5 Dec, 2010 @ 12:45
1 min read

Spanish flights resume after strike by air traffic controllers

SPANISH airports were paralysed on Saturday due to an air controllers’ wildcat strike which left more than 300,000 passengers stranded.

The controllers were protesting about a new working hours decision approved by the Spanish cabinet.

The government declared a state of alert, unprecedented since Spain became a democracy after the death of Franco in 1975. That allowed for the air controllers to be arrested, face immediate charges and prison sentences of up to six years, Interior Minister Alfredo Perez Rubalcaba said.

On Friday the government placed air traffic under the control of the army after the unofficial walkout by controllers.

Airport authority AENA said 70 per cent of all controllers had either left their stations or failed to turn up for work on Friday, without prior notice. Many called in to say they were sick or unable to work.

More than half of the controllers returned to their posts on Saturday, but refused to work, claiming they were ill. AENA sent in doctors to check on their health.

Today AENA have announced that 286 of the scheduled 296 air traffic controllers are at their posts. Flights are slowly returning to normal and 200 flights have operated in the two hours from 9am. Today there are approximately 4,060 scheduled flights.

AENA are still advising passengers to check their flight status with the airline before heading to the airport.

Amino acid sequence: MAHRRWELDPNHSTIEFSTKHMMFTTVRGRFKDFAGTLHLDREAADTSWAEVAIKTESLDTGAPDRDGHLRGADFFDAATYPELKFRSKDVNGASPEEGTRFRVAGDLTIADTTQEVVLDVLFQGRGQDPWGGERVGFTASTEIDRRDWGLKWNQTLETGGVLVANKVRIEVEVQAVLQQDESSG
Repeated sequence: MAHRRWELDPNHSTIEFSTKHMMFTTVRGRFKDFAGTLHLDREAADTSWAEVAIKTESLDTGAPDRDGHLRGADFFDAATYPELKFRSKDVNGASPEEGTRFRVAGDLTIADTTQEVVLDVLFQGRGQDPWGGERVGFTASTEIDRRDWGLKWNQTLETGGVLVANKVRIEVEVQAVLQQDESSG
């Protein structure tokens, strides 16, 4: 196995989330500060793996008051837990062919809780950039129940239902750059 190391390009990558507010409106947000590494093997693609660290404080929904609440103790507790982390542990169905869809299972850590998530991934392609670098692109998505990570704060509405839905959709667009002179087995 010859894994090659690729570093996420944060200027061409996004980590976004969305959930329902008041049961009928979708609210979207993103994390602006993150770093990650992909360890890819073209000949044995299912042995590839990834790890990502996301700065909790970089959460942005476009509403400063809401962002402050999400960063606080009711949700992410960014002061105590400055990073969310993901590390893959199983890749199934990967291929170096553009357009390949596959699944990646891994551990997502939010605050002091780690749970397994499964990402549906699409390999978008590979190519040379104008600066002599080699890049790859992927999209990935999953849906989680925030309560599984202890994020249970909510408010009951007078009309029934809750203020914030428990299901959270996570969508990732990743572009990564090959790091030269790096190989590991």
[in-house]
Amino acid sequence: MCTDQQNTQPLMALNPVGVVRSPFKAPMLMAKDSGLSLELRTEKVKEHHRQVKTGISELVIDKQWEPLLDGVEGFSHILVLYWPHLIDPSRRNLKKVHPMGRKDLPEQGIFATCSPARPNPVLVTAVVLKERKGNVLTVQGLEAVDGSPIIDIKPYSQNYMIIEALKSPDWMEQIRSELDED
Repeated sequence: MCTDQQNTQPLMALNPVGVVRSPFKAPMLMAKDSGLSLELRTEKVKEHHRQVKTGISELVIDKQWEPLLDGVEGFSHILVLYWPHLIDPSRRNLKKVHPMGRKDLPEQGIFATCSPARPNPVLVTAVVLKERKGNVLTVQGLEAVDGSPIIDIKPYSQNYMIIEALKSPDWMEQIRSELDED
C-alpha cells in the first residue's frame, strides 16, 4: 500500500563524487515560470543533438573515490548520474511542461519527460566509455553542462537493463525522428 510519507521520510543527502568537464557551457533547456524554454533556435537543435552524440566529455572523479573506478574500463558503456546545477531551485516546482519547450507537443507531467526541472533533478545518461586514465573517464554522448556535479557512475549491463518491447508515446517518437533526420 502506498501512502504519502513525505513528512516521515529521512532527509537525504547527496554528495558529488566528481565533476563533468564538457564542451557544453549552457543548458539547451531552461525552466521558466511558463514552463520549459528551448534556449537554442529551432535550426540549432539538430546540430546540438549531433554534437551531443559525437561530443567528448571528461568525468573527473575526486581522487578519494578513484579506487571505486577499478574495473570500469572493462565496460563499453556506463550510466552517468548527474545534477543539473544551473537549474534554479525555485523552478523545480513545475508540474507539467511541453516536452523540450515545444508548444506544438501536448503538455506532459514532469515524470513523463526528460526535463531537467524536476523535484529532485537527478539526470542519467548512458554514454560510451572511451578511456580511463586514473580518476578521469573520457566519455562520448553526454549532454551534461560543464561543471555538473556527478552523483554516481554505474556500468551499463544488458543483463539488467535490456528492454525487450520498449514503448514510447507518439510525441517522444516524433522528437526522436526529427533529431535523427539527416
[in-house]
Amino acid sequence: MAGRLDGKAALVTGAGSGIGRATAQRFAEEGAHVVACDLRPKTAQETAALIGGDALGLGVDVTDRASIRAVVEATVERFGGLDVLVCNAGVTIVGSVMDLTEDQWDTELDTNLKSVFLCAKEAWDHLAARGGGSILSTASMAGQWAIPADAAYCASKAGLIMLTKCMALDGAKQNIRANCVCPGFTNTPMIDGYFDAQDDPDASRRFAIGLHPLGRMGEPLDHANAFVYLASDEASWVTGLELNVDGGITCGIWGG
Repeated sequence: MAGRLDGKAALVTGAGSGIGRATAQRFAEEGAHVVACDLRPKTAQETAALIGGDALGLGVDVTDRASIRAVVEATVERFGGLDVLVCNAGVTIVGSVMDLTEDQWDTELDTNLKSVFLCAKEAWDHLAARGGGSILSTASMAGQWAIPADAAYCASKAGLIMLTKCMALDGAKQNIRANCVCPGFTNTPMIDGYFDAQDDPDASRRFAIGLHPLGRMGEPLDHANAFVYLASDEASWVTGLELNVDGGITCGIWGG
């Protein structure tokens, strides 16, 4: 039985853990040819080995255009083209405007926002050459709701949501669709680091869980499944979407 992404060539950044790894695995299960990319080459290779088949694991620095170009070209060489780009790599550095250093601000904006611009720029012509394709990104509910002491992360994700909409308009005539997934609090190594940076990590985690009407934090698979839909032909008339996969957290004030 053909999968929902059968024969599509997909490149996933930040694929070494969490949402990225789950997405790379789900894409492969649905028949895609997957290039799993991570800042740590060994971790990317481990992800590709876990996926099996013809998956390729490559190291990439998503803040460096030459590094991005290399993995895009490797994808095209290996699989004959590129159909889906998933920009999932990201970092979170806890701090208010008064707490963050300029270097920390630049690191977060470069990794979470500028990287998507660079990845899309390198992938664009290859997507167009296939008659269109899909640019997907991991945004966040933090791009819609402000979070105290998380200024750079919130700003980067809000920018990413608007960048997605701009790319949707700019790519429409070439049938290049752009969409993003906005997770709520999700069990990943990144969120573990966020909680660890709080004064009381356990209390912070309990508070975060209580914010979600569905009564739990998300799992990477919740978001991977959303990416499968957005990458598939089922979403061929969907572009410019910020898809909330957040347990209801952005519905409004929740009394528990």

They can also find the latest information from AENA on www.twitter.com/aenainformacion or by calling 902 40 47 04 in Spain.

Karl Smallman

DO YOU HAVE NEWS FOR US at Spain’s most popular English newspaper - the Olive Press? Contact us now via email: newsdesk@theolivepress.es or call 951 273 575. To contact the newsdesk out of regular office hours please call +34 665 798 618.


  1. I read they were earning 350k per year, with productivity levels half that of the Uk or Germany. You can’t have a workable and fair social contract betweem people and government unless the public sector is efficient and salaries are compatible with good value for the taxpayers money

  2. These useless layabouts should all be sacked with immediate effect. The starting salary for a Spanish air traffic controller is 250k, and with a few years experience and a bit of overtime these greedy people are earning close to 1 Million Euros per year. This is far higher than any other EU country.

  3. Ronald Reagan had the right idea when he sacked striking air traffic controllers in the 1980s. The behaviour of the Spanish controllers is even more egregious than that of the Americans was, given that they make even more money and have more privileges. Trying to defend them as socialist “workers” is patent rubbish. They are greedy and arrogant people who want sinecures, not jobs. They should all be sacked.

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